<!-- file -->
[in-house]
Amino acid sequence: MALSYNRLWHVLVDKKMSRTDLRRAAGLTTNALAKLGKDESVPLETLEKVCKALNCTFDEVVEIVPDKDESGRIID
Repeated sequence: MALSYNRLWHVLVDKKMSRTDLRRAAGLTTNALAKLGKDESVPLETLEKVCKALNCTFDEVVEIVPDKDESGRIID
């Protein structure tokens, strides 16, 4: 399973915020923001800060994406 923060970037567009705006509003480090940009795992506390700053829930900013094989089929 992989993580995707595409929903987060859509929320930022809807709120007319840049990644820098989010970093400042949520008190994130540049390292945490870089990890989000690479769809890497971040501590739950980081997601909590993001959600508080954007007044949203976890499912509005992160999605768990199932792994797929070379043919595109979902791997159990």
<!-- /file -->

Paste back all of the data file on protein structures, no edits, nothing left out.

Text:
[in-house]
Amino acid sequence: MALSYNRLWHVLVDKKMSRTDLRRAAGLTTNALAKLGKDESVPLETLEKVCKALNCTFDEVVEIVPDKDESGRIID
Repeated sequence: MALSYNRLWHVLVDKKMSRTDLRRAAGLTTNALAKLGKDESVPLETLEKVCKALNCTFDEVVEIVPDKDESGRIID
């Protein structure tokens, strides 16, 4: 399973915020923001800060994406 923060970037567009705006509003480090940009795992506390700053829930900013094989089929 992989993580995707595409929903987060859509929320930022809807709120007319840049990644820098989010970093400042949520008190994130540049390292945490870089990890989000690479769809890497971040501590739950980081997601909590993001959600508080954007007044949203976890499912509005992160999605768990199932792994797929070379043919595109979902791997159990």